Assessing mechanical integrity of spinal fusion by in situ endochondral osteoinduction in the murine model

J Orthop Surg Res. 2010 Aug 21:5:58. doi: 10.1186/1749-799X-5-58.


Background: Historically, radiographs, micro-computed tomography (micro-CT) exams, palpation and histology have been used to assess fusions in a mouse spine. The objective of this study was to develop a faster, cheaper, reproducible test to directly quantify the mechanical integrity of spinal fusions in mice.

Methods: Fusions were induced in ten mice spine using a previously described technique of in situ endochondral ossification, harvested with soft tissue, and cast in radiolucent alginate material for handling. Using a validated software package and a customized mechanical apparatus that flexed and extended the spinal column, the amount of intervertebral motion between adjacent vertebral discs was determined with static flexed and extended lateral spine radiographs. Micro-CT images of the same were also blindly reviewed for fusion.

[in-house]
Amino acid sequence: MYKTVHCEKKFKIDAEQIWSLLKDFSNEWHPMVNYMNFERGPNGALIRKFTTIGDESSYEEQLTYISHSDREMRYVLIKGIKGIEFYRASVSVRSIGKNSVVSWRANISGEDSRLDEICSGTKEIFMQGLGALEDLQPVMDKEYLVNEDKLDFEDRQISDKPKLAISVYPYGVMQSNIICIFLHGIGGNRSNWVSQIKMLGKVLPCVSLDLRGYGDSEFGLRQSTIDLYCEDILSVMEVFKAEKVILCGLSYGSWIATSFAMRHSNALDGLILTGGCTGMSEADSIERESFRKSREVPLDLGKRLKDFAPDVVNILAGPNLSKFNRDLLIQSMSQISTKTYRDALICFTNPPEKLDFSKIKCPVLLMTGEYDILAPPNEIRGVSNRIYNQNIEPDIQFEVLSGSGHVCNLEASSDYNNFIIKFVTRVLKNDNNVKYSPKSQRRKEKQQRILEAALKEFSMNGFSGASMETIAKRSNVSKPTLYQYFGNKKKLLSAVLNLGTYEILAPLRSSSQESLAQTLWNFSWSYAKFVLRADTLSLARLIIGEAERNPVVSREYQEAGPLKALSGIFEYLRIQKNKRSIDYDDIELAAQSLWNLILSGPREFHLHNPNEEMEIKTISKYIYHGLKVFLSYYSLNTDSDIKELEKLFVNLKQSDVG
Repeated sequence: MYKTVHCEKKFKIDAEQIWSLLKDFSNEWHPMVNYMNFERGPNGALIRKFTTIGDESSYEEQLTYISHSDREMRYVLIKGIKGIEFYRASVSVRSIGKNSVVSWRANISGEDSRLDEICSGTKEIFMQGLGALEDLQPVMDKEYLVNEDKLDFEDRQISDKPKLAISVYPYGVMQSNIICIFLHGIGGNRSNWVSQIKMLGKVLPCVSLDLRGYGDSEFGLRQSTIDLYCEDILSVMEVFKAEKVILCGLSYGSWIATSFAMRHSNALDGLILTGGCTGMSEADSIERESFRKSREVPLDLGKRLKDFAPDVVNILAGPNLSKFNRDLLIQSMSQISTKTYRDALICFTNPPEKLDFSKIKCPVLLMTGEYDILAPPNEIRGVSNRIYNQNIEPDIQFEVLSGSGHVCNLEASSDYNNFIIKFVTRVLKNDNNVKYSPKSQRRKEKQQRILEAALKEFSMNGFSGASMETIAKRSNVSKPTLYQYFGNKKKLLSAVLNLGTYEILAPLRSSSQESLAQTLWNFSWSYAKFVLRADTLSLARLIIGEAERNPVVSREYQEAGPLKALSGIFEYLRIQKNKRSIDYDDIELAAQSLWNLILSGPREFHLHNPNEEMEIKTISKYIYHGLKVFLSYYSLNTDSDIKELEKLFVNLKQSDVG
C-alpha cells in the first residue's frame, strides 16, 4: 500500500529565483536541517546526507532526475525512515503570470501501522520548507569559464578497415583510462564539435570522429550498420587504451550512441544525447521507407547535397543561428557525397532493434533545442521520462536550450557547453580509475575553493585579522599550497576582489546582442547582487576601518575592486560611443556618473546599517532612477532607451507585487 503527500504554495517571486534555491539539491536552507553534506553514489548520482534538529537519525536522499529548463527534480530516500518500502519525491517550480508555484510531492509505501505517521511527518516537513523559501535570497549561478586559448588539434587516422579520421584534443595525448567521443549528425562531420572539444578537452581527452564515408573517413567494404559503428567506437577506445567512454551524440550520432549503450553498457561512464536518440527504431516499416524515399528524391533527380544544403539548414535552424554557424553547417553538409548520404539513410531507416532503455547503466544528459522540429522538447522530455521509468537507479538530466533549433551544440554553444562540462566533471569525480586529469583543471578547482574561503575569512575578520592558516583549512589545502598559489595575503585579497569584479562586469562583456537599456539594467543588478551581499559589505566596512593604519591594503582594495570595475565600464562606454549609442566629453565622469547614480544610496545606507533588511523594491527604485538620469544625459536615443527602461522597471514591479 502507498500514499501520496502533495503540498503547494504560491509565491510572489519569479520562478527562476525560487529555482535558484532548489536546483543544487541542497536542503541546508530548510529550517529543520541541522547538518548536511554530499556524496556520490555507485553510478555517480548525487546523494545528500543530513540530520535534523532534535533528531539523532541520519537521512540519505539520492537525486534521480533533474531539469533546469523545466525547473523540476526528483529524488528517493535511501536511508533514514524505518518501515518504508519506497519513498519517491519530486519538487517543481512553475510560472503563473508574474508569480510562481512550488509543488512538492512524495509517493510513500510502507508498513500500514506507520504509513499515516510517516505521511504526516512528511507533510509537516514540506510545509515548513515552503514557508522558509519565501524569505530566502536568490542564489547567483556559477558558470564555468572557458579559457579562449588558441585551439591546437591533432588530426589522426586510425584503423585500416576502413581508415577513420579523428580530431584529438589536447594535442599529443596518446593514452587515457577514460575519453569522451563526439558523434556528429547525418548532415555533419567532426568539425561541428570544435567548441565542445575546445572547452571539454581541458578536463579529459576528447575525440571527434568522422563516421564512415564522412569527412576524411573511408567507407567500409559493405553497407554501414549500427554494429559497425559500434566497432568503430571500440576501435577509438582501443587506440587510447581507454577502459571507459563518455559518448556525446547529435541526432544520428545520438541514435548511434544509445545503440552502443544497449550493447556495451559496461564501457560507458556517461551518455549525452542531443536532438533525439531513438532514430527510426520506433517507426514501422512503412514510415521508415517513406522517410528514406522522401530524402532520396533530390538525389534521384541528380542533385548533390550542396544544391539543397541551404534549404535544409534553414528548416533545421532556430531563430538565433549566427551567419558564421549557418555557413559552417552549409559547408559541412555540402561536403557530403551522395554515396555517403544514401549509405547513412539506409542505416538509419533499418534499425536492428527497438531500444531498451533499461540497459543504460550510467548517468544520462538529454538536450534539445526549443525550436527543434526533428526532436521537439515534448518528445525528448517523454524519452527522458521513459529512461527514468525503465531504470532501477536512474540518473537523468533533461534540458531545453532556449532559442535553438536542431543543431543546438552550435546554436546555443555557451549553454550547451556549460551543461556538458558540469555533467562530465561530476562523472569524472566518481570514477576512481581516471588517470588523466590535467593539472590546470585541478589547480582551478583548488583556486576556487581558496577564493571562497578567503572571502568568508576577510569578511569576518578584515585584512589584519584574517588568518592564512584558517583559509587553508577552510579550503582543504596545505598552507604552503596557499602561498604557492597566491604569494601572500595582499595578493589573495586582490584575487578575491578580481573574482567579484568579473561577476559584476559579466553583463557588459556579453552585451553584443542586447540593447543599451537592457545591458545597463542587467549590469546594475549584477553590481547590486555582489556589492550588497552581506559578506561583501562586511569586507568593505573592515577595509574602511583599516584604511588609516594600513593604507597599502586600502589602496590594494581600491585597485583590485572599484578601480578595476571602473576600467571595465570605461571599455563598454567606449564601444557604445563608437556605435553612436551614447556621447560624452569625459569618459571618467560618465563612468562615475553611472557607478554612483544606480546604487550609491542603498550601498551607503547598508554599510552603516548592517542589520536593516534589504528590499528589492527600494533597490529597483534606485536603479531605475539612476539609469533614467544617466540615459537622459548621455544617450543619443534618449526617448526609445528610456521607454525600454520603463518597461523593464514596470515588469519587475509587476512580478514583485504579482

Results: Mean intervertebral motion between control, non-fused, spinal vertebral discs was 6.1 +/- 0.2 degrees during spine flexion/extension. In fusion samples, adjacent vertebrae with less than 3.5 degrees intervertebral motion had fusions documented by micro-CT inspection.

Conclusions: Measuring the amount of intervertebral rotation between vertebrae during spine flexion/extension is a relatively simple, cheap (<$100), clinically relevant, and fast test for assessing the mechanical success of spinal fusion in mice that compared favorably to the standard, micro-CT.